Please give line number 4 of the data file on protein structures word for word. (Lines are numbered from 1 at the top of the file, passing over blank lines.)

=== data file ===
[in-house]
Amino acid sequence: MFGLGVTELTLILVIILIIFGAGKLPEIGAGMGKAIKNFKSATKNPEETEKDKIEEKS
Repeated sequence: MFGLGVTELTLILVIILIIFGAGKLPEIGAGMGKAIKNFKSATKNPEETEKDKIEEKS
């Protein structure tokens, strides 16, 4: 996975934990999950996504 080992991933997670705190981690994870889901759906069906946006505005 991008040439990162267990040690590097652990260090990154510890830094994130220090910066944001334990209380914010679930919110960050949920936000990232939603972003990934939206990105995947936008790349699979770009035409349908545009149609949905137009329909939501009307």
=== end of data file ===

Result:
């Protein structure tokens, strides 16, 4: 996975934990999950996504 080992991933997670705190981690994870889901759906069906946006505005 991008040439990162267990040690590097652990260090990154510890830094994130220090910066944001334990209380914010679930919110960050949920936000990232939603972003990934939206990105995947936008790349699979770009035409349908545009149609949905137009329909939501009307």